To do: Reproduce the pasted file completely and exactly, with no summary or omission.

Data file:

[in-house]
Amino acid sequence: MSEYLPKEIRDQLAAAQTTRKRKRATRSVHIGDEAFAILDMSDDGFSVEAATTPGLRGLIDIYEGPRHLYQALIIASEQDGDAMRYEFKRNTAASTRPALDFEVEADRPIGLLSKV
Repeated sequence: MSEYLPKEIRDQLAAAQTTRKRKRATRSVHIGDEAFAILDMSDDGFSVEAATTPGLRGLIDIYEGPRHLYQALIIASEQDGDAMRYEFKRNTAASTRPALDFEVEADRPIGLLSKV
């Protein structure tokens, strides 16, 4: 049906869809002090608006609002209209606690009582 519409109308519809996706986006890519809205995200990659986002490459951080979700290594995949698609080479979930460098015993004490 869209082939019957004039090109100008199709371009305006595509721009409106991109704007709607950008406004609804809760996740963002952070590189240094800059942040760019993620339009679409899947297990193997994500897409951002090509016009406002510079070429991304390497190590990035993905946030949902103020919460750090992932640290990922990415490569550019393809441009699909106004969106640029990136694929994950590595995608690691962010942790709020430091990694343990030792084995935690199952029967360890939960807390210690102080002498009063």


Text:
[in-house]
Amino acid sequence: MSEYLPKEIRDQLAAAQTTRKRKRATRSVHIGDEAFAILDMSDDGFSVEAATTPGLRGLIDIYEGPRHLYQALIIASEQDGDAMRYEFKRNTAASTRPALDFEVEADRPIGLLSKV
Repeated sequence: MSEYLPKEIRDQLAAAQTTRKRKRATRSVHIGDEAFAILDMSDDGFSVEAATTPGLRGLIDIYEGPRHLYQALIIASEQDGDAMRYEFKRNTAASTRPALDFEVEADRPIGLLSKV
């Protein structure tokens, strides 16, 4: 049906869809002090608006609002209209606690009582 519409109308519809996706986006890519809205995200990659986002490459951080979700290594995949698609080479979930460098015993004490 869209082939019957004039090109100008199709371009305006595509721009409106991109704007709607950008406004609804809760996740963002952070590189240094800059942040760019993620339009679409899947297990193997994500897409951002090509016009406002510079070429991304390497190590990035993905946030949902103020919460750090992932640290990922990415490569550019393809441009699909106004969106640029990136694929994950590595995608690691962010942790709020430091990694343990030792084995935690199952029967360890939960807390210690102080002498009063």